I recently did an interview with a journalist that asked me what the difference between "greening" a historic home versus "greening" any other existing home was. Interesting question. What do you think the answer is? I thought I accurately summed up the answer by saying "nothing and everything."
Judging by the silence from across the table, my point wasn't explicitly clear. Perhaps it was time to elaborate. In most cases as long as you're not receiving any historic tax credits or grant money, "greening" the interior of your historic home is really no different from any other home.
You should obviously keep the historic nature of your property in mind and work with a qualified design professional to develop quality construction drawings and a well thought out renovation strategy. But in terms of green products, all of the same rules apply. If your water heater is in need of replacement consider going tankless. Use low or no VOC paints, stains and sealants. An energy audit and thermoscan will help you pinpoint exactly where and how your home should be sealed up and insulated.
The possibilities are endless but remember that when it comes to replacement, first ask yourself if it really needs to be replaced. Replacing your 5-year-old, inefficient, beast-of-a-washing machine, that still works just fine, with the most efficient, water and resource saving model is not really green.
The exterior of your historic home may be a different story though. If you are in a Historic District, you'd be wise to check with your local building department before contemplating any significant changes, green or not. There may be regulations on materials that you use and where you can and cannot place things like solar panels or wind turbines. These rules will vary by jurisdiction but many Preservationists take the stance that "the greenest building is one that is already built." The charge for many organizations such as the Indianapolis Historic Preservation Commission (IHPC) is to preserve the character and value of the Historic properties in their jurisdiction. Often this means that the overall aesthetics of your original windows, wood siding and the like hold more value than your desire to install energy efficient products or alternative energy solutions.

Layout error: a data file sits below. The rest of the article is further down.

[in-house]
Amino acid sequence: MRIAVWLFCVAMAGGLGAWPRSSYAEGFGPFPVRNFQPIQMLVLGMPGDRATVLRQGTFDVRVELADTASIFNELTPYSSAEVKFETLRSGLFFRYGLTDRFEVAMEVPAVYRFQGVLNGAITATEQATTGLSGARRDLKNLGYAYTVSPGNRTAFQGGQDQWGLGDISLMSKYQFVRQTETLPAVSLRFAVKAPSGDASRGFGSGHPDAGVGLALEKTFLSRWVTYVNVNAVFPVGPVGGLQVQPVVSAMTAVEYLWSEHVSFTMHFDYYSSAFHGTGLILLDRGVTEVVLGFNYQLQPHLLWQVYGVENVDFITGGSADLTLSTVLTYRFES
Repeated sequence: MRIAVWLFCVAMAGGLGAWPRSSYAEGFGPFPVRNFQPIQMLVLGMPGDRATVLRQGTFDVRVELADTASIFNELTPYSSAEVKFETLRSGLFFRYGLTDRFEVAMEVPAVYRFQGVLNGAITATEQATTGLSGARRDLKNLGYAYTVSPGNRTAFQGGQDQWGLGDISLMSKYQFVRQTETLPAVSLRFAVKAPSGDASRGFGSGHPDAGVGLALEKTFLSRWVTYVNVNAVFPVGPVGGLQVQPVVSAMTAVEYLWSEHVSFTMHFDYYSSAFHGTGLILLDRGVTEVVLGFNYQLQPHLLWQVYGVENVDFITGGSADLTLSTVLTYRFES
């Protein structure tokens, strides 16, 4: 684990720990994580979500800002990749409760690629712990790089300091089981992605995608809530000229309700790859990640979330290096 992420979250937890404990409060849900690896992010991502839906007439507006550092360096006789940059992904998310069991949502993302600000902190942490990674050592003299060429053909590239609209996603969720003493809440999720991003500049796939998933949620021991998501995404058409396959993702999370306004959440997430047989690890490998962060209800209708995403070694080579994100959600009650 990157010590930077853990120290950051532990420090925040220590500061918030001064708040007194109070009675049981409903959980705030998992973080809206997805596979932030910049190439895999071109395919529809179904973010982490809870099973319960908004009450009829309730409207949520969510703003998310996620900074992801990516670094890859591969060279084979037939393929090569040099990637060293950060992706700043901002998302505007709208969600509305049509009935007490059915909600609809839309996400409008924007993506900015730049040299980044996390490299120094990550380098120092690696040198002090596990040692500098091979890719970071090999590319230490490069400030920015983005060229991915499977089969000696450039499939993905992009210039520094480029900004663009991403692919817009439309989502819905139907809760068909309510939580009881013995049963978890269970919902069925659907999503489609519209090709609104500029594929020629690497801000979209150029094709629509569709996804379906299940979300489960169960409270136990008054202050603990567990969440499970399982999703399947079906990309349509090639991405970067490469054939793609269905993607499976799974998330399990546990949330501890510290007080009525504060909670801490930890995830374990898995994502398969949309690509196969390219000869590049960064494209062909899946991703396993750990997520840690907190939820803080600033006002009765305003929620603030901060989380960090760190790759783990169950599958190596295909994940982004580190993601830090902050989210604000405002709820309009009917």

But before we vilify Preservation groups in the name of green, remember that replacing your old, leaky windows without insulating your walls and sealing joints and penetrations is an expensive way to not accomplish much. And, many times, if you can install your alternative energy equipment somewhere that it cannot be seen from the street Preservation Commission staffers are more likely to be open to approving your request.
In the mean time, work to capitalize on the natural efficiencies that many older structures were inherently designed with. If your windows and doors are placed in such a way that you can gain the benefit of cross ventilation in the summer or the warmth of the sun in the winter, cash in by reducing your use of your heating and air conditioning.
So back to the question; what is the difference between "greening" a historic home versus "greening" any other existing home? It turns out that I was wrong. The answer is actually "it depends."